Clipped From Logansport Pharos-Tribune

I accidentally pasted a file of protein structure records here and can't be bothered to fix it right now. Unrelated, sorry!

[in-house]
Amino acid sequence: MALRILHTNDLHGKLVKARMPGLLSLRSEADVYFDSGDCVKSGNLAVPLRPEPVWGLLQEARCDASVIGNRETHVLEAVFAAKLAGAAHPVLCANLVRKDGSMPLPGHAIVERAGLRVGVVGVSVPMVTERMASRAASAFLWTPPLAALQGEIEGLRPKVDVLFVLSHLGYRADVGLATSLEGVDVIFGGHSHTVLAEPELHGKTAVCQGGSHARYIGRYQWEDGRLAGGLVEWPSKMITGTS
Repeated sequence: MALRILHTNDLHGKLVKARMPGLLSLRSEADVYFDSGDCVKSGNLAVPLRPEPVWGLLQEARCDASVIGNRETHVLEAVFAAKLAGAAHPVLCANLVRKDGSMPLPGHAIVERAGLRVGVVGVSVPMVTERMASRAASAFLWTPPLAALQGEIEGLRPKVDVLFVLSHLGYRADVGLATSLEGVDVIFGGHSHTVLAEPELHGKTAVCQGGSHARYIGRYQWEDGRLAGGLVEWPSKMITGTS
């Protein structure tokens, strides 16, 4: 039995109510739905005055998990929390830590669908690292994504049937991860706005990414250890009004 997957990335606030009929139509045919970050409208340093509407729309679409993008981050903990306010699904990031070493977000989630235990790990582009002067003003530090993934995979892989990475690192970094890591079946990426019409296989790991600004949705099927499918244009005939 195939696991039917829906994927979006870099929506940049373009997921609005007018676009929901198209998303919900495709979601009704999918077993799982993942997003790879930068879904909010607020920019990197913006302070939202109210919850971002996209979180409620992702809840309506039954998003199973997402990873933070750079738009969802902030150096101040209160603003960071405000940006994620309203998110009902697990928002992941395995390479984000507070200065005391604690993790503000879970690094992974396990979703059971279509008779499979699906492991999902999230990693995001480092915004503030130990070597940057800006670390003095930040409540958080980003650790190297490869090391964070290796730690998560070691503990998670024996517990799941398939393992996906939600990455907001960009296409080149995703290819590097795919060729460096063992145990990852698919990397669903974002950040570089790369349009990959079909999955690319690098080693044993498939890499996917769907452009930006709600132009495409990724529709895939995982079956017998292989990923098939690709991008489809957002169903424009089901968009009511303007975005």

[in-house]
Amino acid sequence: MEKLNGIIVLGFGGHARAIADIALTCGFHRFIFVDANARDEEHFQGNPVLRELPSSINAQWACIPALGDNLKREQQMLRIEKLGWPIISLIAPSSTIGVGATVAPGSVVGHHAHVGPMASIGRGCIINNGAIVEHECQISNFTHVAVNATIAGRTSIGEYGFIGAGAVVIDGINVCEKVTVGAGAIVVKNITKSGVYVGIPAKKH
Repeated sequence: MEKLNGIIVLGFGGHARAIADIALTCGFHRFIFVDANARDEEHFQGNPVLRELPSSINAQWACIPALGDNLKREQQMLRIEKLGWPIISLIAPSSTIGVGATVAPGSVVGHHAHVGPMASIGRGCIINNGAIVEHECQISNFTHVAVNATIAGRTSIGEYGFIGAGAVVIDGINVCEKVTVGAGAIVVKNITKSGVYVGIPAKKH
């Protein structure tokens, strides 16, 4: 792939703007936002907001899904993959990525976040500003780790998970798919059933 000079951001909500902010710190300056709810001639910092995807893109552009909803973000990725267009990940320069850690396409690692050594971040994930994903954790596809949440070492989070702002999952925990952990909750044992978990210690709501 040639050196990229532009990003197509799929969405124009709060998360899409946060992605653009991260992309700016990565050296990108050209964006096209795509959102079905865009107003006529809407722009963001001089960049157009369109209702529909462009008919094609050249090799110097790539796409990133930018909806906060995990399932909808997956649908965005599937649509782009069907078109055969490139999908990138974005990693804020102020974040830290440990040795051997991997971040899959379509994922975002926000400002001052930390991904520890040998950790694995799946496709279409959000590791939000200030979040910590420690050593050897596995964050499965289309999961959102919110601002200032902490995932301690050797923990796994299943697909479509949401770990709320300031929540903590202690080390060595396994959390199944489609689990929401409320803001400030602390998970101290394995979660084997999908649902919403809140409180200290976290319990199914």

This is all recent history, but it revives memories of the famous Hatfield-McCoy feud, In which "Cap" Hatfield was a conspicuous figure. This feud originated he- fore the breaking out of the civil war. l.rs immediate cause was the ownership of two bony and bristly mountain hogs. Over these hogs Anae Hatfieid and Randolph McCoy had a disagreement. They went to law, and Hatfield was beaten. The dispute was not settled by any means, All the relatives of the families took sides, and the question was intensified. Shortly after the trial Bill StaytOD, a nephew of Floyd Hatfield, a son of a witness in the oaGB, was found dead with a bullet in his PMSOD. Two of the numerous McCoy boys were tried for the murder and acquitted. Soon afterward Jonce Hatfleld became enamored of RosacDa McCoy and kid napecl her. Matters went along with an occasional death on either side until 1882, when the hottest kind of hostilities began. Old " Cap" H«tfiold became the leader of the Hatflelds. Election day is always the favorite time for a gun fight among the Virginia mountaineers, In 1882 there was an election in Pike county. In the early afternoon the inevitable fight cropped out, this time between Ellison Hatfield and Talbot McCoy. Wlieb the spectators came out from their hiding places, they found Elison Hatfield lying on the ground dead. Several of the McCoys, including a 13-year-old boy, Randolph McCoy, were arrested and confined in the log schoolhouse over night. Nest day the sheriff started through the lonely mountain woods with the prisoners for the Pike County jail. By this time the entire Hatfield clan had heard of the death of Ellison. They rallied immediately around Anse, the patriarch, and old "Cap," his SOD. They ambushed the sheriff, who had the McCoy prisoners in charge, and took matters into their own hands, The sheriff was released, but the McCoys were taken over the border into Kentucky nnd tied in a kneeling position to some saplings near ths margin of the boundary streams. There was no begging for mercy on the part of the McCoys. They knelt grimly and sneeringly awaited their fate. Wall Hntfield stood in plain sight on the Virginia side of the river. "Are you ready?" he cried. "Yes," said old "Cap" and Anse and the other Hatfields. "Take aim. Fire!"